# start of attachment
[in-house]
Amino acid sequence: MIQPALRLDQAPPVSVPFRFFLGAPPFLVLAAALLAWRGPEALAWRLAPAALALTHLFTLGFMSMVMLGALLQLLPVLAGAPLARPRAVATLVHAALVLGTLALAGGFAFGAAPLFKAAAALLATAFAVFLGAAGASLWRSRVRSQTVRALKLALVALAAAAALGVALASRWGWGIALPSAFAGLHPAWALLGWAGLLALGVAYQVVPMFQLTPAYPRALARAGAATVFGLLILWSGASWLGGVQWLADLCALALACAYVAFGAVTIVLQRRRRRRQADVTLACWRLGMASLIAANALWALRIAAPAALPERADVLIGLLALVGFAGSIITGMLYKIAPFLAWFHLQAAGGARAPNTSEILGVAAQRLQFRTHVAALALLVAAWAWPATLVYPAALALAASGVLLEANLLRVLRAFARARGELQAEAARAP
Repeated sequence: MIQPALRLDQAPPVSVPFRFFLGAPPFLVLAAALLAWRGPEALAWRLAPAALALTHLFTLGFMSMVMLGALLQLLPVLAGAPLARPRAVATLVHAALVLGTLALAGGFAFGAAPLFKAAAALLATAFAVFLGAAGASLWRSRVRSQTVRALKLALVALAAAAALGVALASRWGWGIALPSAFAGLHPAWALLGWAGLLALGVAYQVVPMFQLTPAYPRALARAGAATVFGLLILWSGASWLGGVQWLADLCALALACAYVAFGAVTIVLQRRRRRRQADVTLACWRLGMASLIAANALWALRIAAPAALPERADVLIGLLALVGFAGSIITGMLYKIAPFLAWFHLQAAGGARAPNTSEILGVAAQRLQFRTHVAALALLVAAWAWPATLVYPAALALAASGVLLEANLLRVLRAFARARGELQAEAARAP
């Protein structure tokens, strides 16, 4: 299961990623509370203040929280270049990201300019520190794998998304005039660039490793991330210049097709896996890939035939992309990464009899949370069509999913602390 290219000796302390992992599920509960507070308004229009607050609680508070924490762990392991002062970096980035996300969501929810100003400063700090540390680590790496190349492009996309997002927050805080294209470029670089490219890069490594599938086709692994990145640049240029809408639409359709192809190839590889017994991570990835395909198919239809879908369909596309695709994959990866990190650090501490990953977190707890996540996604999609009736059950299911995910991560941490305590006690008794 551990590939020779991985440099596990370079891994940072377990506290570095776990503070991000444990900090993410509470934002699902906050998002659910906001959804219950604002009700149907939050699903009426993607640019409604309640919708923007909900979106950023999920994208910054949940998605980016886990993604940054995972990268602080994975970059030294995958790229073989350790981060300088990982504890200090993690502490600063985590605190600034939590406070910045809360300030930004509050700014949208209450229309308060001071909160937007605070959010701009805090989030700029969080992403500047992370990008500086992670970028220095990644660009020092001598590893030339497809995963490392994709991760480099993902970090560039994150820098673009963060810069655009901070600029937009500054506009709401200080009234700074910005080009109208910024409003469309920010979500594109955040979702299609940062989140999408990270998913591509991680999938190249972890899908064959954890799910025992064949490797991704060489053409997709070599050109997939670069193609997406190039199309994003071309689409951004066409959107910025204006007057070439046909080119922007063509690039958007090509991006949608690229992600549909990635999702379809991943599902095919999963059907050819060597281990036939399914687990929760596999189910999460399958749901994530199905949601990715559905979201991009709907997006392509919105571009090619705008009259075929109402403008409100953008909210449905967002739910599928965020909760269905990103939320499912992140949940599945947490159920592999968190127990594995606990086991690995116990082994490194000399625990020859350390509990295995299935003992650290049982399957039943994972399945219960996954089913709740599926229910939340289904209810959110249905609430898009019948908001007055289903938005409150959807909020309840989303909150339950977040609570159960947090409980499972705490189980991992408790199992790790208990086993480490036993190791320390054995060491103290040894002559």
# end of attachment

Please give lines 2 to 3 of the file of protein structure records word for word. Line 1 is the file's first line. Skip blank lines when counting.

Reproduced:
Amino acid sequence: MIQPALRLDQAPPVSVPFRFFLGAPPFLVLAAALLAWRGPEALAWRLAPAALALTHLFTLGFMSMVMLGALLQLLPVLAGAPLARPRAVATLVHAALVLGTLALAGGFAFGAAPLFKAAAALLATAFAVFLGAAGASLWRSRVRSQTVRALKLALVALAAAAALGVALASRWGWGIALPSAFAGLHPAWALLGWAGLLALGVAYQVVPMFQLTPAYPRALARAGAATVFGLLILWSGASWLGGVQWLADLCALALACAYVAFGAVTIVLQRRRRRRQADVTLACWRLGMASLIAANALWALRIAAPAALPERADVLIGLLALVGFAGSIITGMLYKIAPFLAWFHLQAAGGARAPNTSEILGVAAQRLQFRTHVAALALLVAAWAWPATLVYPAALALAASGVLLEANLLRVLRAFARARGELQAEAARAP
Repeated sequence: MIQPALRLDQAPPVSVPFRFFLGAPPFLVLAAALLAWRGPEALAWRLAPAALALTHLFTLGFMSMVMLGALLQLLPVLAGAPLARPRAVATLVHAALVLGTLALAGGFAFGAAPLFKAAAALLATAFAVFLGAAGASLWRSRVRSQTVRALKLALVALAAAAALGVALASRWGWGIALPSAFAGLHPAWALLGWAGLLALGVAYQVVPMFQLTPAYPRALARAGAATVFGLLILWSGASWLGGVQWLADLCALALACAYVAFGAVTIVLQRRRRRRQADVTLACWRLGMASLIAANALWALRIAAPAALPERADVLIGLLALVGFAGSIITGMLYKIAPFLAWFHLQAAGGARAPNTSEILGVAAQRLQFRTHVAALALLVAAWAWPATLVYPAALALAASGVLLEANLLRVLRAFARARGELQAEAARAP